Colin Zhang, of San Francisco via China, accepts an award for Illustrators of the Future, a science fiction art contest.
San Francisco artist Colin Zhang illustrated this cover for Elizabeth Ticknor’s short story, “The Phantom Carnival.”
News Producer
Colin Zhang, of San Francisco via China, accepts an award for Illustrators of the Future, a science fiction art contest.
San Francisco artist Colin Zhang’s most powerful tool is not a pencil or a tablet, but his unwavering wonder at how life can unfold before our eyes.
As a child, Zhang loved science fiction movies so much so that he re-created scenes and characters from the genre in his notebooks. This pastime eventually became an obsession and then a career — and his visual machinations won the 2021 Illustrators of the Future science fiction art contest.
Born in Chengdu, in the Chinese province of Sichuan, Zhang chose to pursue art at age 10. “I remember the first day, my teacher told me, ‘Don’t limit your imagination or your creativity.’ That was the start of everything,” said Zhang.
The science fiction genre, with its intersection of life and technology, gave Zhang the liberty to express himself because, he says, “People have no idea where we’re going. … That’s the most exciting part. Just looking forward to the future, it’s the best thing.”
Zhang graduated from Sichuan Normal University with a bachelor of fine arts in 2017 and enrolled in graduate school at Academy of Art University in San Francisco shortly thereafter at the recommendation of several professors. He already had a personal interest in the university as several alumni went on to work for the “Star Wars” franchise.
While completing his master’s degree in visual development, Zhang held jobs as a video game developer, an animator and a graphic designer for companies such as iQIYI, a Chinese online video platform, and Zing Games, a game development company. Coursework allowed Zhang to practice illustrating characters and creature designs.
After graduating, Zhang says he decided to stay in San Francisco because The City had become his muse. He has grown accustomed to sourcing inspiration from sculptures, graffiti and anything else that catches his eye. Additionally, Zhang says, “In China, artists can be limited. Sometimes they cannot do whatever they want.”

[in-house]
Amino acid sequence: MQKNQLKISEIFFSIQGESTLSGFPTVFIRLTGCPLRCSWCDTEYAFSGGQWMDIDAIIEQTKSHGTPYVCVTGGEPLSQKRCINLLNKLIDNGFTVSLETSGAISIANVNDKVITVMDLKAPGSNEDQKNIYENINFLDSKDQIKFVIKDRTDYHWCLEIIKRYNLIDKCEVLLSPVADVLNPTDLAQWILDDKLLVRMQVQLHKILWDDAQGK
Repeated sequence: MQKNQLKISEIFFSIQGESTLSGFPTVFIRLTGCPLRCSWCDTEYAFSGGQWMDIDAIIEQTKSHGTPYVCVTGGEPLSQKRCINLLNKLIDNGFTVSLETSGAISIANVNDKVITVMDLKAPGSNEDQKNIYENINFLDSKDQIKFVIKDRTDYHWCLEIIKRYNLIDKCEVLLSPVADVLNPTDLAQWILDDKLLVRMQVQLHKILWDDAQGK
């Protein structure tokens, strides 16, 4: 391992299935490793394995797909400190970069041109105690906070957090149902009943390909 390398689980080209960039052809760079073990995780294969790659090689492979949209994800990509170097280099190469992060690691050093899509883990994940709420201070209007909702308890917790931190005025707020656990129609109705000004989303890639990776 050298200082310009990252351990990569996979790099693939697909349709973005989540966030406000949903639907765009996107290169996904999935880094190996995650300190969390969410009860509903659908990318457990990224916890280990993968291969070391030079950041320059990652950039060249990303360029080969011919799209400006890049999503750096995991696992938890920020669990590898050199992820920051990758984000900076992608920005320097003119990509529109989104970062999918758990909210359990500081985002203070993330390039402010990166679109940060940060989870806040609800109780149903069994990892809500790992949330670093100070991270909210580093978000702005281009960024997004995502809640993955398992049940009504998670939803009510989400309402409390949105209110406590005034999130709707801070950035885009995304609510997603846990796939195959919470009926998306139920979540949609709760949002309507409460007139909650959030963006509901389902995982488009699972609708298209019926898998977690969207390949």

Zhang’s friends encouraged him to enter the Illustrators of the Future art contest, resulting in the artist’s biggest break yet.
The contest, which names three winners every quarter, is open to artists who have not previously published more than three black-and-white story illustrations or more than one process-color painting in magazines or books distributed nationally. 
Zhang submitted three pieces of original, unpublished artwork to a group of judges. The panel consisted of, among other creatives, “Dungeons & Dragons” book cover illustrator Larry Elmore and “Buffy the Vampire Slayer” lead storyboard artist Rob Prior.
After 12 winning illustrators were named, they were paired with a winning story from the Writers of the Future contest for the next part of the competition. Each illustrator was given a month to complete a finished illustration for a written work. Zhang was paired with Writers of the Future contestant Elizabeth Ticknor, who submitted “The Phantom Carnival” for her entry.
San Francisco artist Colin Zhang illustrated this cover for Elizabeth Ticknor’s short story, “The Phantom Carnival.”
Both Zhang’s illustration and Ticknor’s story will be published in the anthology “L. Ron Hubbard Presents Writers of the Future Volume 38,” which is set to be released on June 28. Zhang also earned a weeklong professional artist workshop, a cash prize and a trip to Hollywood to recognize his achievements.
He described the contest and the award ceremony as “a paradise for the illustrators and the writers. They need a place to share their experiences, share their art and get instructions from the more professional people.”
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jsalazar@sfexaminer.com
@jamesbewriting
News Producer
James Salazar is a news producer for The Examiner.
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